Cardio exercise is one of the most important things you can do for your body, whether you want to lose weight, burn fat, or generally improve your health. You can use machines like a treadmill or an elliptical trainer, or you can create your own workout at home with a variety of cardio exercises like jogging in place, jumping jacks, or burpees. Anything that gets your heart rate into your target heart rate zone will work, but there are some workouts that give you a little more bang for your buck.
There's no "right" cardio exercise, and the best choice for you is the one that is the most challenging, but that you can perform safely and enjoy. Exercises that intervals and circuits can help you get the most bang for your time spent.
Muscular endurance refers to the ability of a given muscle to exert force, consistently and repetitively, over a period of time. It plays a big role in almost every athletic endeavor. You might think of muscular endurance as stamina.
Long-distance running is a sport that requires muscular endurance. During a race, a marathon runner’s body performs the same movement and stride, over and over again. This requires their muscles to have an advanced level of endurance to avoid injury or extreme fatigue.
But you don’t need to train for a marathon to improve your muscular endurance. For the average person, it can be as simple as doing pushups until failure. This means doing one movement repetitively, with good form, until you can’t perform it anymore.
And you don’t have to be an athlete to benefit from increasing your muscular endurance. As with other types of exercise, muscular endurance training can increase your energy levels, help you sleep better, and improve your overall health. It can even improve your mood.
Take two 5 to 10 pound dumbbells and hang them at your sides. Soften up your knees and engage your core. Curl the dumbbells up to shoulder height, turn them out and lift them all the way up over your head for an overhead press. Bring them back down to your starting position with controlled movement. This move engages your biceps, shoulders, and triceps. Do three sets of 15 reps each.
This move engages your rear delts, the muscles at the backs of your shoulders. Bend your knees a little bit, and move the dumbbells outward in a flying motion until your arms form a straight line across. It's very important that your palms are facing your body and not each other. Bring the dumbbells back down and repeat this motion. Do 8-10 reps
Bring your elbows up to just below shoulder height with one dumbbell in each hand. Open up your arms into a field goal position, stretching them back to activate your shoulder blades. From there, drop your forearms down so that they are parallel to the ground before lifting them back up into field goal position and closing them in front of your face. Repeat 10 times while keeping your elbows up and your core engaged.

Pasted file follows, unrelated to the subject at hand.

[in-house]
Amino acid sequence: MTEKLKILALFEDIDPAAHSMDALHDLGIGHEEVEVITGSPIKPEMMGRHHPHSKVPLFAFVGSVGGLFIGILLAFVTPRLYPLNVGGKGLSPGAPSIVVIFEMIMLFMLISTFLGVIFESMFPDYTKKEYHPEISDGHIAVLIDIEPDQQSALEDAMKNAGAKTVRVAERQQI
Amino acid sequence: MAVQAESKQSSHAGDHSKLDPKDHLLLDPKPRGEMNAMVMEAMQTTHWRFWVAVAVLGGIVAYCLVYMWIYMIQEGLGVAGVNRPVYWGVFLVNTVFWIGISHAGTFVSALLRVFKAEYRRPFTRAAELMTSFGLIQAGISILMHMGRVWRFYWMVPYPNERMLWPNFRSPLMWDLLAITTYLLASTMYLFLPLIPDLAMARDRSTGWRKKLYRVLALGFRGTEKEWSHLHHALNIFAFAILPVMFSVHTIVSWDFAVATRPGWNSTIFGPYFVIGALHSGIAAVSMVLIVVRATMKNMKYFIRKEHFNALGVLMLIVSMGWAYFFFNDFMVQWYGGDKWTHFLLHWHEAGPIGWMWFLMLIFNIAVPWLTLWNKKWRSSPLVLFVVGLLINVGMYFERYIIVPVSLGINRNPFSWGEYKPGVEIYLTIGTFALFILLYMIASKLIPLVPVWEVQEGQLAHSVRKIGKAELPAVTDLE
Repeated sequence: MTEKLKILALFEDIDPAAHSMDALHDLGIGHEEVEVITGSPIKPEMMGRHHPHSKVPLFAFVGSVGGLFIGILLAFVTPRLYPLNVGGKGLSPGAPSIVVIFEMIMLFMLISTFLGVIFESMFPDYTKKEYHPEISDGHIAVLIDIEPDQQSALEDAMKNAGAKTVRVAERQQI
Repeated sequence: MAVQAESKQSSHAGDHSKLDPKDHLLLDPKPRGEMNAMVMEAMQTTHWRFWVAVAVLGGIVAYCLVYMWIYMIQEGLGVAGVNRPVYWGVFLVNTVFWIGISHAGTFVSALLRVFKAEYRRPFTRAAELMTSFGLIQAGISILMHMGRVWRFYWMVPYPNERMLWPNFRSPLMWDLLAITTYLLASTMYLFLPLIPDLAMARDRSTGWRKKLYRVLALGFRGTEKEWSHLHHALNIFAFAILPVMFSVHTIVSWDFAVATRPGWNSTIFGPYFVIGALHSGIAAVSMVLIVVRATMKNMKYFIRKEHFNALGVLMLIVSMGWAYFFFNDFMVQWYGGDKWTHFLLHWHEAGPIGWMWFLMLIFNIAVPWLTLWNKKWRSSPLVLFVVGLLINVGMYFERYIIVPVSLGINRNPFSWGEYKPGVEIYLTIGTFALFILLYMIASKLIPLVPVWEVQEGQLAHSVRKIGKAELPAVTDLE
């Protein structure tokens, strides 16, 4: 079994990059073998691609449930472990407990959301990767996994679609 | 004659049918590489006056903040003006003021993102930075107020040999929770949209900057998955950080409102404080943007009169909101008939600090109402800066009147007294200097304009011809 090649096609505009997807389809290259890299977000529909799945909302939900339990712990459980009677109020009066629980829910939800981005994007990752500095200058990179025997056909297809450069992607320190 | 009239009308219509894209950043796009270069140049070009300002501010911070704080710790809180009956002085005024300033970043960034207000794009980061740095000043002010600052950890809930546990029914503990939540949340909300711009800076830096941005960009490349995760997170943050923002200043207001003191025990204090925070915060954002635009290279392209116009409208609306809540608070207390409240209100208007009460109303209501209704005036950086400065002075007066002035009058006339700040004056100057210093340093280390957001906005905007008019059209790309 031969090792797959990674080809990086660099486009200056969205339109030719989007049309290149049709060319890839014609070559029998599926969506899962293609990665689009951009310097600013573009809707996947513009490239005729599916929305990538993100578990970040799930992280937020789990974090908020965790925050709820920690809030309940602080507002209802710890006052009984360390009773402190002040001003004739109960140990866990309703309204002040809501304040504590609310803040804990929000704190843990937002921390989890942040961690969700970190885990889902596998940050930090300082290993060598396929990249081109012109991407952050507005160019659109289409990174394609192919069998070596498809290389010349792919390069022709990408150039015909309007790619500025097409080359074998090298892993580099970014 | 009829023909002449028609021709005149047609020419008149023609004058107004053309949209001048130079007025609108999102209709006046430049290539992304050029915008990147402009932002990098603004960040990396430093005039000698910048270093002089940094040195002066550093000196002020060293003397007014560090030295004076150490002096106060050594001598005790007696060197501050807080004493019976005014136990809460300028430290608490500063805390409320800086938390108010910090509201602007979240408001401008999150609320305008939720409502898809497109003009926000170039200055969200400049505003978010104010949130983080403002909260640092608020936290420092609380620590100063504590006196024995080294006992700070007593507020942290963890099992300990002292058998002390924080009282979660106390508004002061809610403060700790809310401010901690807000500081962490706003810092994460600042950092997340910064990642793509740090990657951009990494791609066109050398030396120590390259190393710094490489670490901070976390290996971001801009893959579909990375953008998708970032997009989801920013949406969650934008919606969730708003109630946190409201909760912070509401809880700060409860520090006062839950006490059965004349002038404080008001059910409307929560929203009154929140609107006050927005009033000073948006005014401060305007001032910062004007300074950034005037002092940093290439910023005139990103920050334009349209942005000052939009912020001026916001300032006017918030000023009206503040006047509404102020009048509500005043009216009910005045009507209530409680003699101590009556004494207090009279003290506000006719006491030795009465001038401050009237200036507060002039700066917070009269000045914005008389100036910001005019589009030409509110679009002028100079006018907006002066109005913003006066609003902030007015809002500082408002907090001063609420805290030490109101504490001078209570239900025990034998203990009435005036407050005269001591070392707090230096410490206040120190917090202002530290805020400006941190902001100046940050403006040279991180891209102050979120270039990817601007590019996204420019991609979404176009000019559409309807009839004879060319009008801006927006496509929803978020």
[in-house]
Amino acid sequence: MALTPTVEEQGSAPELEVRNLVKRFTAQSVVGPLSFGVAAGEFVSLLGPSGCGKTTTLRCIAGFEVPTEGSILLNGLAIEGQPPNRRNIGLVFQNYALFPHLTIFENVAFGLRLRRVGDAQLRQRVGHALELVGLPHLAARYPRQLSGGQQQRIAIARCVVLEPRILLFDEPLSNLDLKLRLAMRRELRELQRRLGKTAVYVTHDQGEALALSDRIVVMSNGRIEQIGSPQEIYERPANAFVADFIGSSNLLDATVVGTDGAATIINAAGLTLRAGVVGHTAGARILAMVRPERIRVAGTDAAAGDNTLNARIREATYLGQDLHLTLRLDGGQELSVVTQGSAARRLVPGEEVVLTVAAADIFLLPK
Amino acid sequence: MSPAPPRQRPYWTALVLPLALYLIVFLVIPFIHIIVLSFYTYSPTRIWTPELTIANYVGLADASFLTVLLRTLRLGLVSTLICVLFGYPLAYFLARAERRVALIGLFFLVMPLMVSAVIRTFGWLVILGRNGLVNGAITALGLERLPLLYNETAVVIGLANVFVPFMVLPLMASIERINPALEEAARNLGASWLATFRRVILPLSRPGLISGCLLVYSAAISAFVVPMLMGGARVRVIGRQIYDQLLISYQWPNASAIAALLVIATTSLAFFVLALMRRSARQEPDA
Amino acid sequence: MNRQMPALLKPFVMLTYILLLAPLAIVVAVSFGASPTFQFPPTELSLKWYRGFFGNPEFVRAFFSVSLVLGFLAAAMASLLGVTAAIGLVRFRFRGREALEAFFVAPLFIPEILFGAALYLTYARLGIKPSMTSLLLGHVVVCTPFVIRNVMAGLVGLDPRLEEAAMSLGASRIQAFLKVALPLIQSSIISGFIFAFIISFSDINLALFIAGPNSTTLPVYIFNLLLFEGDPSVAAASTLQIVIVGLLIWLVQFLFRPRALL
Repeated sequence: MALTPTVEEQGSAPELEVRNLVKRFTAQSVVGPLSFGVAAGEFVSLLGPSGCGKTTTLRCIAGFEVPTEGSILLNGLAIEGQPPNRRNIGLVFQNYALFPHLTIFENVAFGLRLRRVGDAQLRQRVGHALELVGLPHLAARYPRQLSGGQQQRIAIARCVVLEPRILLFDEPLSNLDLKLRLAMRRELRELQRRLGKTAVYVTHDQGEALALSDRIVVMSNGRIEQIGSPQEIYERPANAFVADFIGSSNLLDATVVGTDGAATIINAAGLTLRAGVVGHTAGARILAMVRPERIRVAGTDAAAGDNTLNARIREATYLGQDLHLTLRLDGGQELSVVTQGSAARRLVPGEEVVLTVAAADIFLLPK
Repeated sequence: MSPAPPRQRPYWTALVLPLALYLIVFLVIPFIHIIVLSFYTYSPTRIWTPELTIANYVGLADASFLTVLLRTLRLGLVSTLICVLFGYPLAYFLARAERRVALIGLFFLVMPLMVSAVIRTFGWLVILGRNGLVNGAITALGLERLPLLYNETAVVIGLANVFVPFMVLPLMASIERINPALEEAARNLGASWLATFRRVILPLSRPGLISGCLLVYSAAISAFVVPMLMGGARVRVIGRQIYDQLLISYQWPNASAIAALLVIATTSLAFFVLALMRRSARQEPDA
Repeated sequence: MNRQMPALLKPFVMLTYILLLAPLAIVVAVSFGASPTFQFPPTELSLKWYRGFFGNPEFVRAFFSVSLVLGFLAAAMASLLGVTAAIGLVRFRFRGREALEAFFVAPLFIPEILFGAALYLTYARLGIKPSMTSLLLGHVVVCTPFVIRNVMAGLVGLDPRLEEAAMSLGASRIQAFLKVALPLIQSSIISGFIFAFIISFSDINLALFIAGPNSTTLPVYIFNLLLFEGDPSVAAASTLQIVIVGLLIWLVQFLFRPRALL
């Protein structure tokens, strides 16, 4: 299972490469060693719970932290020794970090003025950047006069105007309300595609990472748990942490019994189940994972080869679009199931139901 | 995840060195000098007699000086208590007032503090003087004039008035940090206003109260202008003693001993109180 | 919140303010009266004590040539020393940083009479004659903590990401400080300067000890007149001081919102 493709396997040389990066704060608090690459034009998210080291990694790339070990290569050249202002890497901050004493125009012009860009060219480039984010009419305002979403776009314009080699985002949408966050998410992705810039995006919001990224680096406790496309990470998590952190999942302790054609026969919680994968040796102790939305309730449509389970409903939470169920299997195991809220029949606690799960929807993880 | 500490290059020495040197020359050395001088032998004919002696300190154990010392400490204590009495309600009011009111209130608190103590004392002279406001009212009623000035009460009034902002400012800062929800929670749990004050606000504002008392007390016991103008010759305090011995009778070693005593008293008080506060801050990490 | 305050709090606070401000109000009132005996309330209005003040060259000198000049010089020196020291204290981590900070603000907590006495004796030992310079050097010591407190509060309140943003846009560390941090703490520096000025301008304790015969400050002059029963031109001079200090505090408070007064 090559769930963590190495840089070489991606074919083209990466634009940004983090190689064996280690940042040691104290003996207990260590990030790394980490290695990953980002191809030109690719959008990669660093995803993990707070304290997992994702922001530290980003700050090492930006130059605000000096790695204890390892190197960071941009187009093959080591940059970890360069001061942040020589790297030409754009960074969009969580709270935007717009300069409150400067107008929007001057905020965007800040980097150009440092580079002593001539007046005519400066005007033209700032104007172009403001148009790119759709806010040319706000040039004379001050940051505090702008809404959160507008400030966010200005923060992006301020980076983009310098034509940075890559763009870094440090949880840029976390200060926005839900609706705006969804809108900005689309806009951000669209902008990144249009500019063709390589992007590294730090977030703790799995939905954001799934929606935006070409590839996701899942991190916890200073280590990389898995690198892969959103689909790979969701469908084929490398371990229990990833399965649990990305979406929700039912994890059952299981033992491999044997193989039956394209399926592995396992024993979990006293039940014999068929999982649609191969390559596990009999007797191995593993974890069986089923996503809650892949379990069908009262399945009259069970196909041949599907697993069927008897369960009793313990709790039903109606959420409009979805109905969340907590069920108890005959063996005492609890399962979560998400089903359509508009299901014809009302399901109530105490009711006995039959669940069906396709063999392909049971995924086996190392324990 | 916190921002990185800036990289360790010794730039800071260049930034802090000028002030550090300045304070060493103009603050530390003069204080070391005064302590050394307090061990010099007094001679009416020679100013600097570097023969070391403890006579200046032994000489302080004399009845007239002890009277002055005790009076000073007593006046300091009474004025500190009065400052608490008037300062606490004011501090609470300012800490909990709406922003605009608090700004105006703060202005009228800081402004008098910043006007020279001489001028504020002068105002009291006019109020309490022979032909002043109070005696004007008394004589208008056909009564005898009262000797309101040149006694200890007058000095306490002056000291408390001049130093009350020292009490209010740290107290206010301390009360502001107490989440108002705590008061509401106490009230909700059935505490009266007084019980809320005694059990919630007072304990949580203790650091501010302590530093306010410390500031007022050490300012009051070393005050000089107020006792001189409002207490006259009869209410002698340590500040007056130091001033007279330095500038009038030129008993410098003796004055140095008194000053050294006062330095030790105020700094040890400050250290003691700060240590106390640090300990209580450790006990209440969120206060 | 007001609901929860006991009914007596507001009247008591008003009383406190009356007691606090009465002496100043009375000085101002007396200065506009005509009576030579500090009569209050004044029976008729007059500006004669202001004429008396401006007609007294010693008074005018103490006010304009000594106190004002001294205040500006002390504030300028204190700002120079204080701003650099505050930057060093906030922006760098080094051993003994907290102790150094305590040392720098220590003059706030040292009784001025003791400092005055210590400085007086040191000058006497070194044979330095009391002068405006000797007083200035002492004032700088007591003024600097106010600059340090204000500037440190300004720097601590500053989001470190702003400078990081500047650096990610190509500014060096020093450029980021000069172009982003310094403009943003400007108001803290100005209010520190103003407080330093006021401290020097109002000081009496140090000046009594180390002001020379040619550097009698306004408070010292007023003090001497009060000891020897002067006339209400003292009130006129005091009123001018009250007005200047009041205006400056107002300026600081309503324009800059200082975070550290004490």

Put your arms up above your head with a dumbbell in each hand. Drop your hands down behind your head and slowly lift them back up. This move is a double whammy on your triceps so you will feel the burn. Keep your elbows close to your ears when repeating the motion, and, again, keep your core taught as you do this movie. Do 10 reps.
Regardless of where you fit on the fitness spectrum, effectively training the core comes down to the three planes of motion: frontal, sagittal, and transverse. Doing abs exercises in a circuit style keeps the intensity high and will likely lead to more fat loss.
Kneel on the floor and hold an ab wheel Opens a New Window. beneath your shoulders. Brace your abs and roll the wheel forward until you feel you’re about to lose tension in your core and your hips might sag. Roll yourself back to start. Do as many reps as you can with perfect form and end the set when you think you might break form.
Lie on your back, knees bent at 90 degrees, and raise your arms straight overhead, keeping them pointing up throughout the exercise. Sit up halfway, then steadily return to the floor. That’s one rep.
Load the barbell Opens a New Window. with 10-pound plates Opens a New Window. and kneel on the floor behind it. Your shoulders Opens a New Window. should be over the bar. Brace your abs and roll the bar forward, reaching in front of you until you feel your hips are about to sag. Roll yourself back.
Grasp the barbell Opens a New Window. near the very end again—this time with both hands. Stand with feet at shoulder width. Swing the bar to your left, pivoting your feet as needed, then swing to your right.
Lie back on the Swiss ball Opens a New Window. with feet shoulder-width apart on the floor. Your lower back should be supported by the ball. Place your hands behind your ears and tuck your chin. Curl your body up off the ball until you’re sitting up.